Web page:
UE2.5, an update to the original version of UE2, improved rendering performance and added vehicles physics, a particle system editor for UnrealEd, and 64-bit support in Unreal Tournament 2004. A specialized version of UE2.5 called UE2X was used for Unreal Championship 2: The Liandri Conflict on the original Xbox platform. It features optimizations specific to that console. EAX 3.0 is also supported for sound. On March 23, 2011, Ubisoft Montreal revealed that UE2.5 was successfully running on the Nintendo 3DS.[18][19]

Unreal Engine 3[edit]

BioShock Infinite was built in Unreal Engine 3
Unreal Engine 3
Initial release Unreal Engine 3 build 100 / March 2004
Stable release Unreal Engine 3 build 12791.2424394 / February 2015
Written in C++, C#,[20] UnrealScript, GLSL,[21] Cg,[22] HLSL[23]
Platform Microsoft Windows, Linux, OS X, Xbox 360, Xbox One, PlayStation 3, PlayStation 4, Wii U, Android,[24] iOS,[25] Windows RT,[26] and PlayStation Vita, Adobe Flash Player,[27] HTML5[28]
License Proprietary
Website www.unrealengine.com

The first screenshots of Unreal Engine 3 were presented in 2004,[29] at which point the engine had already been in development for 18 months.[30] Unlike Unreal Engine 2, which still supported fixed-function pipeline, Unreal Engine 3 was designed to take advantage of fully programmable shader hardware (in DirectX 9 terms, it required shader model 3.0). All lighting calculations were done per-pixel, instead of per-vertex. Unreal Engine 3 supports a gamma-correct high-dynamic range renderer.

Initially, Unreal Engine 3 only supported Windows, Xbox 360, and PlayStation 3 platforms, while Android and iOS were added later in 2010 (with Infinity Blade being the first iOS title and Dungeon Defenders the first Android title). OS X support was added in 2011.[31] Its renderer supports techniques including HDRR, per-pixel lighting, and dynamic shadows. In October 2011, the engine was ported to support Adobe Flash Player 11 through the Stage 3D hardware-accelerated APIs. Epic has used this version of the engine for their in-house games. Aggressive licensing of this iteration has garnered a great deal of support from many prominent licensees. Epic has announced that Unreal Engine 3 runs on both Windows 8 and Windows RT.[32] The first released console game using Unreal Engine 3 was Gears of War and the first released PC game was RoboBlitz.

Throughout the lifetime of UE3, significant updates have been incorporated,[33] including a global illumination solver, improved destructible environments, soft body dynamics, large crowd simulation, iPod Touch functionality,[34] Steamworks integration,[35] a real-time global illumination solution,[36][37] and stereoscopic 3D on Xbox 360 via TriOviz for Games Technology.[38][39][40] DirectX 11 support was demonstrated with the Samaritan demo, which was built by Epic Games in a close partnership with NVIDIA, with engineers working around the country to push real-time graphics to a new high point.[41][42][43][44][45] In addition to the game industry, UE3 has also seen adoption by many non-gaming projects. The popular children's TV show LazyTown used UE3 during filming to generate virtual sets for real-time integration with footage of actors and puppets performing in front of green screens.[46] In March 2012, the FBI licensed Epic's Unreal Engine 3 to use in a simulator for training.[47] The animation software "Muvizu Play", which was released in April 2013, uses UE3.[48]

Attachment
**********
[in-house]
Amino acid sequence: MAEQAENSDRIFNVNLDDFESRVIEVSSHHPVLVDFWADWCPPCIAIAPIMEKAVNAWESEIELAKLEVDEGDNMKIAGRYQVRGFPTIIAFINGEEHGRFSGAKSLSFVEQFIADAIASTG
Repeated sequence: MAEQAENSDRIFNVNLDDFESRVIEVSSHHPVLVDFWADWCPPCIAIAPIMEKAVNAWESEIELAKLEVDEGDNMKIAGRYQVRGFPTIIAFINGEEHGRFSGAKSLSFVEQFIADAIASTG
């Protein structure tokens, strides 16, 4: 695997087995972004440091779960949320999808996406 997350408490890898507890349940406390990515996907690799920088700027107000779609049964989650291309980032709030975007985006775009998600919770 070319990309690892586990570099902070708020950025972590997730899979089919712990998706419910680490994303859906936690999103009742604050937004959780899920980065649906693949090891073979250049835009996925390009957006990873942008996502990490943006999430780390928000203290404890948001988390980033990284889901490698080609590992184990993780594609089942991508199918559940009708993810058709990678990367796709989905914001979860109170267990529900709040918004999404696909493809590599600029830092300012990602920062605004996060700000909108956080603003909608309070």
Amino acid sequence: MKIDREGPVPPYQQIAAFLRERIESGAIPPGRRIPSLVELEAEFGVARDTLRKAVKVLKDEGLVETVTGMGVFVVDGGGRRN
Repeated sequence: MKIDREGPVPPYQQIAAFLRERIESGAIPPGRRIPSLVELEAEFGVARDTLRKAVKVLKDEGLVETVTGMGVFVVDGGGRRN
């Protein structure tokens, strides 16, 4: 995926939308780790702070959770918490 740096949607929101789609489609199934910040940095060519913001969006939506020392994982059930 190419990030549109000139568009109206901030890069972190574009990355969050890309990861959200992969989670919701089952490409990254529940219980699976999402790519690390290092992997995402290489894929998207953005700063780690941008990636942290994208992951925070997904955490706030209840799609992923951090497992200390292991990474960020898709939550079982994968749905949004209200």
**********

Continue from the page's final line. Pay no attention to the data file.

Unreal Development Kit[edit]

The Ball was built in the UDK.
Unreal Development Kit
Initial release v5860 / November 2009
Stable release v12791.2424394 / February 2015[49]
Written in C++, C#, UnrealScript, GLSL,[21] Cg,[22] HLSL[23]
Operating system Microsoft Windows
Platform Microsoft Windows, OS X, iOS
Type Level editor / Software development kit
License Free for noncommercial use
Website UDK website

While Unreal Engine 3 has been quite open for modders to work with, the ability to publish and sell games made using UE3 was restricted to licensees of the engine. However, in November 2009, Epic released a free version of UE3's SDK, called the Unreal Development Kit (UDK), that is available to the general public.[50][51] The December 2010 UDK release added support for creating iOS games and apps.[52][53] As of the September 2011 release, iOS, OS X and Windows platforms all support UDK-created games.

Unreal Engine 4[edit]

Unreal Tournament is being built with Unreal Engine 4.
Unreal Engine 4
Initial release Unreal Engine 4 build 8967 / May 2012
Stable release Unreal Engine 4.10 / November 11, 2015
Written in C++, C#, GLSL, Cg, HLSL; UnrealScript removed[54][55]